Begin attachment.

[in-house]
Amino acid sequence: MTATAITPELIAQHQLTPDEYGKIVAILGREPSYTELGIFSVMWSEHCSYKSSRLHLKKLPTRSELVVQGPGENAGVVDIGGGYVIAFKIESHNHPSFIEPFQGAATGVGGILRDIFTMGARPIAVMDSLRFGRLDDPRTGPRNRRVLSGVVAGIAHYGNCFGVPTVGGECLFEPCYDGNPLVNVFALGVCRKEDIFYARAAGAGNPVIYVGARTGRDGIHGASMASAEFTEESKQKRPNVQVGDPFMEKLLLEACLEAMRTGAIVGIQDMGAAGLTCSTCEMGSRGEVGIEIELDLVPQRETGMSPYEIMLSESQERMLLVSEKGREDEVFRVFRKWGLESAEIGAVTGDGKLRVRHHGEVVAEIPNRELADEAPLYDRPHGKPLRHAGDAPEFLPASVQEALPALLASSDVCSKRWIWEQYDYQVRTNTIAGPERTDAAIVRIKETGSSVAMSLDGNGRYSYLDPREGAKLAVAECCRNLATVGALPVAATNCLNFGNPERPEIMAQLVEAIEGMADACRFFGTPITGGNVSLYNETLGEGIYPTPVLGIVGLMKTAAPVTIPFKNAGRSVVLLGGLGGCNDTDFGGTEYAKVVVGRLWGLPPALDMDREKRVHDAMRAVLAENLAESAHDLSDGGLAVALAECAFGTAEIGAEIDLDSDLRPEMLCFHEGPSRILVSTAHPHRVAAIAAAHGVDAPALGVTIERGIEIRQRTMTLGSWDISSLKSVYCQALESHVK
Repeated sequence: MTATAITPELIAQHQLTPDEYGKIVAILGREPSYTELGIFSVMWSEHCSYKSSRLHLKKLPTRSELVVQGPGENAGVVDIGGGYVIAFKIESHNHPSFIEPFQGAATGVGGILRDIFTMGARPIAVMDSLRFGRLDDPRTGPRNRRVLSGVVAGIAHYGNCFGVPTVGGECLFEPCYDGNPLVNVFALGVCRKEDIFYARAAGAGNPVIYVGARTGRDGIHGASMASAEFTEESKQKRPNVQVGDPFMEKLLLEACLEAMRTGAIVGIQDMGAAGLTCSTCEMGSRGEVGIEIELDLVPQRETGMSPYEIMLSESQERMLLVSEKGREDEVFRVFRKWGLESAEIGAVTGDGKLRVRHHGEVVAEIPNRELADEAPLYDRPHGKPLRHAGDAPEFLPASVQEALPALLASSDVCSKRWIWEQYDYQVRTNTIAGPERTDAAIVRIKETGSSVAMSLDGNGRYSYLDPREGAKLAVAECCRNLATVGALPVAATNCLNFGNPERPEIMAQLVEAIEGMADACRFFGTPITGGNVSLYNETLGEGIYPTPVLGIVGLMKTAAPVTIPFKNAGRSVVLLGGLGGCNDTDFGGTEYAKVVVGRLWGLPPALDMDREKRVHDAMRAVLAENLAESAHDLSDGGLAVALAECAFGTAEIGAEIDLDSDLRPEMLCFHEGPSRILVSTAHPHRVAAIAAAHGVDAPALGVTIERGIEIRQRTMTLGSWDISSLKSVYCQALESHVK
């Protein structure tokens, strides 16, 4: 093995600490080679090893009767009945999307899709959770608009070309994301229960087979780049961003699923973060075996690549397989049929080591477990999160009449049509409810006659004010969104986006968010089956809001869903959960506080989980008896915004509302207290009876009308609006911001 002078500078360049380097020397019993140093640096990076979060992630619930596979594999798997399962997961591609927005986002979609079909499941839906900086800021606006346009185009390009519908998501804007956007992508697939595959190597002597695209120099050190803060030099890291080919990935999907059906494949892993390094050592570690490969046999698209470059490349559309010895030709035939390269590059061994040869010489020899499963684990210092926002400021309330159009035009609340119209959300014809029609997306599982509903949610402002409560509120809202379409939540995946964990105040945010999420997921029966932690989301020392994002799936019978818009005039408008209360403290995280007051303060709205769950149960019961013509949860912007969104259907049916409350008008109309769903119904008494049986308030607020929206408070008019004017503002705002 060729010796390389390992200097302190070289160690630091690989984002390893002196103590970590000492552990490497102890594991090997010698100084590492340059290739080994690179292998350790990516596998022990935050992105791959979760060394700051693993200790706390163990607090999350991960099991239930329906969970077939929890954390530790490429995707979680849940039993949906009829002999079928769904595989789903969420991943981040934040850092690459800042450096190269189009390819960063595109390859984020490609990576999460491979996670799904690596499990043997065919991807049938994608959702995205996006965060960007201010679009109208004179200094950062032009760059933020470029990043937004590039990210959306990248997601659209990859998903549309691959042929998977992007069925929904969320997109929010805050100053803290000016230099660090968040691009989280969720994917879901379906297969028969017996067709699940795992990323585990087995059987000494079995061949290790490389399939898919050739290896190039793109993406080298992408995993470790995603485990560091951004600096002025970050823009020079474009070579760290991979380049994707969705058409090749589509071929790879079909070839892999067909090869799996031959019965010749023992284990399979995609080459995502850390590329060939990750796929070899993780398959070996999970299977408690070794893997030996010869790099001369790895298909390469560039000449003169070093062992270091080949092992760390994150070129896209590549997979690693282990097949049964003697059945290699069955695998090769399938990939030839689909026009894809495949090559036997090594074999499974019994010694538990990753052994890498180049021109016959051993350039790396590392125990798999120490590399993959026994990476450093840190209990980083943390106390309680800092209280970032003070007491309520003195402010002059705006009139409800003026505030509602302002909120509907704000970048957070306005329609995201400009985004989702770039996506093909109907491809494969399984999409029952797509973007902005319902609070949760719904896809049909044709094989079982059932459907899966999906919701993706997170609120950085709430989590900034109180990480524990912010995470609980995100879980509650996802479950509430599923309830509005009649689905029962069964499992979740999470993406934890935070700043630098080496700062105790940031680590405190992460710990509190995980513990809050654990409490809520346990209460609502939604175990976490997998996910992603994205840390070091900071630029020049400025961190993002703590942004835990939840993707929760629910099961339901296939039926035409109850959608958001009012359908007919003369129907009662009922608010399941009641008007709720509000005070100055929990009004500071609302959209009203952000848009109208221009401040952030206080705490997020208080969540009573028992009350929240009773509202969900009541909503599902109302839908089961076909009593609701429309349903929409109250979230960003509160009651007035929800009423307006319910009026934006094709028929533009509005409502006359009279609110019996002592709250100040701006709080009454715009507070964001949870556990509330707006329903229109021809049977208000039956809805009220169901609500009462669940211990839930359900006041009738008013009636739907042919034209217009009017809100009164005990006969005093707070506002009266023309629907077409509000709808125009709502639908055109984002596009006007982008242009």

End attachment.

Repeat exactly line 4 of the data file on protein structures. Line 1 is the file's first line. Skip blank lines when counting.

């Protein structure tokens, strides 16, 4: 093995600490080679090893009767009945999307899709959770608009070309994301229960087979780049961003699923973060075996690549397989049929080591477990999160009449049509409810006659004010969104986006968010089956809001869903959960506080989980008896915004509302207290009876009308609006911001 002078500078360049380097020397019993140093640096990076979060992630619930596979594999798997399962997961591609927005986002979609079909499941839906900086800021606006346009185009390009519908998501804007956007992508697939595959190597002597695209120099050190803060030099890291080919990935999907059906494949892993390094050592570690490969046999698209470059490349559309010895030709035939390269590059061994040869010489020899499963684990210092926002400021309330159009035009609340119209959300014809029609997306599982509903949610402002409560509120809202379409939540995946964990105040945010999420997921029966932690989301020392994002799936019978818009005039408008209360403290995280007051303060709205769950149960019961013509949860912007969104259907049916409350008008109309769903119904008494049986308030607020929206408070008019004017503002705002 060729010796390389390992200097302190070289160690630091690989984002390893002196103590970590000492552990490497102890594991090997010698100084590492340059290739080994690179292998350790990516596998022990935050992105791959979760060394700051693993200790706390163990607090999350991960099991239930329906969970077939929890954390530790490429995707979680849940039993949906009829002999079928769904595989789903969420991943981040934040850092690459800042450096190269189009390819960063595109390859984020490609990576999460491979996670799904690596499990043997065919991807049938994608959702995205996006965060960007201010679009109208004179200094950062032009760059933020470029990043937004590039990210959306990248997601659209990859998903549309691959042929998977992007069925929904969320997109929010805050100053803290000016230099660090968040691009989280969720994917879901379906297969028969017996067709699940795992990323585990087995059987000494079995061949290790490389399939898919050739290896190039793109993406080298992408995993470790995603485990560091951004600096002025970050823009020079474009070579760290991979380049994707969705058409090749589509071929790879079909070839892999067909090869799996031959019965010749023992284990399979995609080459995502850390590329060939990750796929070899993780398959070996999970299977408690070794893997030996010869790099001369790895298909390469560039000449003169070093062992270091080949092992760390994150070129896209590549997979690693282990097949049964003697059945290699069955695998090769399938990939030839689909026009894809495949090559036997090594074999499974019994010694538990990753052994890498180049021109016959051993350039790396590392125990798999120490590399993959026994990476450093840190209990980083943390106390309680800092209280970032003070007491309520003195402010002059705006009139409800003026505030509602302002909120509907704000970048957070306005329609995201400009985004989702770039996506093909109907491809494969399984999409029952797509973007902005319902609070949760719904896809049909044709094989079982059932459907899966999906919701993706997170609120950085709430989590900034109180990480524990912010995470609980995100879980509650996802479950509430599923309830509005009649689905029962069964499992979740999470993406934890935070700043630098080496700062105790940031680590405190992460710990509190995980513990809050654990409490809520346990209460609502939604175990976490997998996910992603994205840390070091900071630029020049400025961190993002703590942004835990939840993707929760629910099961339901296939039926035409109850959608958001009012359908007919003369129907009662009922608010399941009641008007709720509000005070100055929990009004500071609302959209009203952000848009109208221009401040952030206080705490997020208080969540009573028992009350929240009773509202969900009541909503599902109302839908089961076909009593609701429309349903929409109250979230960003509160009651007035929800009423307006319910009026934006094709028929533009509005409502006359009279609110019996002592709250100040701006709080009454715009507070964001949870556990509330707006329903229109021809049977208000039956809805009220169901609500009462669940211990839930359900006041009738008013009636739907042919034209217009009017809100009164005990006969005093707070506002009266023309629907077409509000709808125009709502639908055109984002596009006007982008242009």